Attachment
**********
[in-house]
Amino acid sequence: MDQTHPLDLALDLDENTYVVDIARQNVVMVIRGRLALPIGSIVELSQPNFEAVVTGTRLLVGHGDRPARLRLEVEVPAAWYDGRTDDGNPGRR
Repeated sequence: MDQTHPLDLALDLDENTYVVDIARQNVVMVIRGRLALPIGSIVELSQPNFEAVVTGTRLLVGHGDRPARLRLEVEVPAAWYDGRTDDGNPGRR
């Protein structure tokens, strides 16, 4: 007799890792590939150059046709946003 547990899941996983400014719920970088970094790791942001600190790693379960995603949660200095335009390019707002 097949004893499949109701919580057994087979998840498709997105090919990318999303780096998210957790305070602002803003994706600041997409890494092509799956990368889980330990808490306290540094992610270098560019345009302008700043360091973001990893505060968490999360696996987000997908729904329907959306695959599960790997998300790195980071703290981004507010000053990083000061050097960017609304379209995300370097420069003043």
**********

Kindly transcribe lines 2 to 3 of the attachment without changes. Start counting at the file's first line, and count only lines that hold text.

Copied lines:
Amino acid sequence: MDQTHPLDLALDLDENTYVVDIARQNVVMVIRGRLALPIGSIVELSQPNFEAVVTGTRLLVGHGDRPARLRLEVEVPAAWYDGRTDDGNPGRR
Repeated sequence: MDQTHPLDLALDLDENTYVVDIARQNVVMVIRGRLALPIGSIVELSQPNFEAVVTGTRLLVGHGDRPARLRLEVEVPAAWYDGRTDDGNPGRR